Rusken Packaging has staked out a large swath of the Deep South from its base in Cullman, Ala., where the company maintains a corrugator. In addition to the Cullman location, Rusken has converting plants in Harrisburg, Ark., and Jackson, Tenn., along with a kitting operation in Heflin, Ala. Rusken also has joint venture sheet-feeder partnerships with Corrugated Supplies Co.—RusCor in Cullman and CSC Atlanta in Conyers, Ga.

In recent years, Rusken has acquired four other sheet plants in the South: Cougar Packaging in Clarksville, Tenn.; Great Southern Industries in Jackson, Miss.; E. Smith Box Co. in Conyers; and Mullen & Co. in Canton, Ga. In describing these acquisitions, Greg Rusk, president and CEO, looks not only for geographic fit, but cultural fit as well. “When I think back on the ’70s and ’80s, there were a bunch of sheet plants in Birmingham and Huntsville [Ala.] markets, and these entrepreneurs capitalized on an opportunity to take care of the customer,” he says. “By the mid-1990s, many of those same players had sold, and we felt as if we were the last man standing in the area.”

Rusk says that as the big companies grew, the market lost the entrepreneurial spirit: “The personal touch was gone,” he says.

So, Rusk set out to reinvigorate the culture in his market area. “As I traveled around, I met 60- and 70-year-old owners with children who had no desire to stay in the business,” he says. “I enjoy growth, and I felt that I could keep a culture alive and well in our industry by acquiring companies and bringing them into our family.”

What About Customers?

Apart from the geography of an acquisition decision, are customer needs a motivating reason to drive a business to seek joint-venture partners or acquisitions? “Often, a company has a customer or group of customers who are expanding or moving to a new geographic area,” says Klingher. “In this case it makes sense for them to look to acquire someone in those areas and leverage the situation using their existing customer contacts.”

Nick Smith agrees: “We could buy or build a building and install equipment anywhere, but without a strong customer base and dedicated employees, it would be significantly more challenging.”

Bosnik, however, expresses caution about following customers to new locations. “When customers drive you to go somewhere and there isn’t a fit, it’s difficult,” he says. “In our view, a customer’s needs are only one piece of the decision process. A customer could close a plant, and the reason that brought you there is no longer in place. Your customer wants you to be a sustainable, viable operation to support their needs. That means a broad, stable customer base that provides enough converting synergy to support all of the customer requirements of that facility. There has to be more than one reason to acquire or build new locations.”

Good Management Teams a Must-Have

Dedicated employees and seasoned, in-place management are also markers for good acquisition targets. Among current industry complaints, the loudest is the inability to find good people to work in leadership roles or, more critically, in the plant.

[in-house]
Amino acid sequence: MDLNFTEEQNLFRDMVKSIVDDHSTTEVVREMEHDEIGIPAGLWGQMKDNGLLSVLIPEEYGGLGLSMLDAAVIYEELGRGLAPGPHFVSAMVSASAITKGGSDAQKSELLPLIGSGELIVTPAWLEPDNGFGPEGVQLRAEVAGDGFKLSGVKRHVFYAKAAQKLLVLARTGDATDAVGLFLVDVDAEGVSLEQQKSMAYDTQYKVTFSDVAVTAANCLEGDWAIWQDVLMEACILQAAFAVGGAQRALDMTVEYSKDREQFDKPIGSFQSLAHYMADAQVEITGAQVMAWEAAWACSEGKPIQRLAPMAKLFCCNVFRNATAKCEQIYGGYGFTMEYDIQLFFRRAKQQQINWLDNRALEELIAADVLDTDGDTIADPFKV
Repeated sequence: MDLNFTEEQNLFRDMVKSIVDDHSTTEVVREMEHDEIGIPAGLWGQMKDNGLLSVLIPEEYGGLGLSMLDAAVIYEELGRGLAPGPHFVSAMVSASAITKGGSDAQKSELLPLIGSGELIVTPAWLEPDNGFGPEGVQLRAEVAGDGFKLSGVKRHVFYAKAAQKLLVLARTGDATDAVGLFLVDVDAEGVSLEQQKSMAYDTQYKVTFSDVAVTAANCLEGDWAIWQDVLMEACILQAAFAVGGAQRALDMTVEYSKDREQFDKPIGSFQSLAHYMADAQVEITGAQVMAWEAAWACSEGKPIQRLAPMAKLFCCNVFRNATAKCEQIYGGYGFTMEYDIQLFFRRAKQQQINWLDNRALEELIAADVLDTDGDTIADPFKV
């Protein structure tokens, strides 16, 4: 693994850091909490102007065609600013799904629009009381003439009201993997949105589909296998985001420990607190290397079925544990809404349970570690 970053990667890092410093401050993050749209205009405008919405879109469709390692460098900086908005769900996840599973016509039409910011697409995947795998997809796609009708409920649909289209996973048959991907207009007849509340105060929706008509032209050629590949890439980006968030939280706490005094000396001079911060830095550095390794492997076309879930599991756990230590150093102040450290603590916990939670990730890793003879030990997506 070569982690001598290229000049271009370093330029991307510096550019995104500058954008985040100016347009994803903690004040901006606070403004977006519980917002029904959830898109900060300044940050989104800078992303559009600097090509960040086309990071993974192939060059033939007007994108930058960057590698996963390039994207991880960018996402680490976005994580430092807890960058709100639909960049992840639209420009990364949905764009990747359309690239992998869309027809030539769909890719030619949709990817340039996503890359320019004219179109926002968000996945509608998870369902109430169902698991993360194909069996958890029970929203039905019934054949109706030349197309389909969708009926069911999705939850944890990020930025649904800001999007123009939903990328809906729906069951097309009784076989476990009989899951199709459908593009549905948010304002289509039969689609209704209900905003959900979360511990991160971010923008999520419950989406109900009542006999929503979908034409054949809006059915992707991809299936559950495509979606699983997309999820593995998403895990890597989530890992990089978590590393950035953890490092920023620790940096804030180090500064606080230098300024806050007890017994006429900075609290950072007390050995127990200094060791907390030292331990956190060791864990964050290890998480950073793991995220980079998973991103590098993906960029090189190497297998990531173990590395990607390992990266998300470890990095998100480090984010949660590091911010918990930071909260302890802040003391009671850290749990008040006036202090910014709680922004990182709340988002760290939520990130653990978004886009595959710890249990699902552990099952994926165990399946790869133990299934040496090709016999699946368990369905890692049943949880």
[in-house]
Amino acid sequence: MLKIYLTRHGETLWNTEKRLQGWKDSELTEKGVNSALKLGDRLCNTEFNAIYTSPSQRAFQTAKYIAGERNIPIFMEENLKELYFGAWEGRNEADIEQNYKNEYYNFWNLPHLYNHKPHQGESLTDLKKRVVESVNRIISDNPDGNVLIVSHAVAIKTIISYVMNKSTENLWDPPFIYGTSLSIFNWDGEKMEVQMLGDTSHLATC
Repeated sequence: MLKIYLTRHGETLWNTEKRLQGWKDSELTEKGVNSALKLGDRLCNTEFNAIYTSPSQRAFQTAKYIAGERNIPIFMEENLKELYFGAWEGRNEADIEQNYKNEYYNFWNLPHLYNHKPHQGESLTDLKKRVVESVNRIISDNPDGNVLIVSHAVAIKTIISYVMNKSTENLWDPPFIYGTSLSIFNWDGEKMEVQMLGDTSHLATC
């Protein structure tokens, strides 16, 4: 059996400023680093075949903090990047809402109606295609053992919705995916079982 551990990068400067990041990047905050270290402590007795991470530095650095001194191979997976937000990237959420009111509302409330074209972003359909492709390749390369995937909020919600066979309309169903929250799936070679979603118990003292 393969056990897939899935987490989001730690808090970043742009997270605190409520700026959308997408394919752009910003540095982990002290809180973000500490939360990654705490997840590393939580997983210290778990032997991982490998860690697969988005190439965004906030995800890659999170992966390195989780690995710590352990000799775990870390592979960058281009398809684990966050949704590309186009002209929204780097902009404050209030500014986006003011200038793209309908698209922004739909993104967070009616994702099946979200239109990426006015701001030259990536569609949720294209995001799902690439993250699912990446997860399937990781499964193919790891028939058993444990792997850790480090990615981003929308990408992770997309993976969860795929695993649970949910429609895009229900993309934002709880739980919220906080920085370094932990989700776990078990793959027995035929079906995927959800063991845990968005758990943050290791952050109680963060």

“It’s very important [for Jamestown Container] to keep existing managers,” says Palmeri. “Looking at many of the companies we have purchased over the years, the plants are still open, and the company’s employees and managers are still working for us.”

Smith adds, “Talent is hard to come by in our industry, and acquiring a company with a strong management team in place not only allows for a smoother transition of the company, but also allows us to grow our internal management team.”

“For us, we look for people we get to know over time at industry events like AICC and Fibre Box Association [FBA],” says Bosnik. “We want to know how

they would fit our culture, so when a company owner decides to sell and wants to remain part of the management team, we have already done the diligence to make it work.”

Kim Nelson is president of Royal Containers in Brampton, Ontario, Canada, whose mission statement is “Building Partnerships in Packaging.” Royal has closed three acquisitions in the past 10 years and operates two sheet plants—one in Brampton and the other in London, Ontario. The company is also a shareholder in Tencorr, a sheet feeder in Mississauga, Ontario, and Greenpac Mill in Niagara Falls, N.Y. About the importance of key management in place—especially first-generation owners—she says, “You have to be mindful of a lifetime of blood, sweat, and tears; there is a legacy to deal with in addition to simply buying a business.”

Equipment and Capital Assets

As critical as good management is, the corrugated converting business is capital-intensive, and so good equipment that’s properly maintained and operating at optimum utilization is key to a company’s productivity and profitability. How an independent looks at an acquisition target’s equipment mix varies by company and strategic objectives.

Klingher says that while it seems that paper mill capacity can be calculated down to the nearest ounce of paper, converting capacity is elusive. “What we do know is that almost every plant has additional capacity, and this trend is being increased by the speed of the new converting equipment,” he says. “If a target company can be acquired and all of its orders moved to the acquirer’s facility, the increase in profitability can be exponential.”